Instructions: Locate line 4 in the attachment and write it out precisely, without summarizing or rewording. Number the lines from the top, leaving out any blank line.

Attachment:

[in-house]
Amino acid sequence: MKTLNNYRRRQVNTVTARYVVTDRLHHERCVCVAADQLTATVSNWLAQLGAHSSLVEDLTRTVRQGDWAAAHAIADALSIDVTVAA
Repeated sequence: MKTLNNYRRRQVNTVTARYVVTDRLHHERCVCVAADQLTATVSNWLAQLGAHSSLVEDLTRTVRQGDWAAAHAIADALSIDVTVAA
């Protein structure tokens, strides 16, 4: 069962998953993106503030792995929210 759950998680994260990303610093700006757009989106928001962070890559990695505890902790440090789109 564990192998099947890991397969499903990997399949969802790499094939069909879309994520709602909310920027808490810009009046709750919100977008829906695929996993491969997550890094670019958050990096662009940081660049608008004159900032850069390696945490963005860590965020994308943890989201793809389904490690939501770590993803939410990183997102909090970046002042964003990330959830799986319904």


């Protein structure tokens, strides 16, 4: 069962998953993106503030792995929210 759950998680994260990303610093700006757009989106928001962070890559990695505890902790440090789109 564990192998099947890991397969499903990997399949969802790499094939069909879309994520709602909310920027808490810009009046709750919100977008829906695929996993491969997550890094670019958050990096662009940081660049608008004159900032850069390696945490963005860590965020994308943890989201793809389904490690939501770590993803939410990183997102909090970046002042964003990330959830799986319904």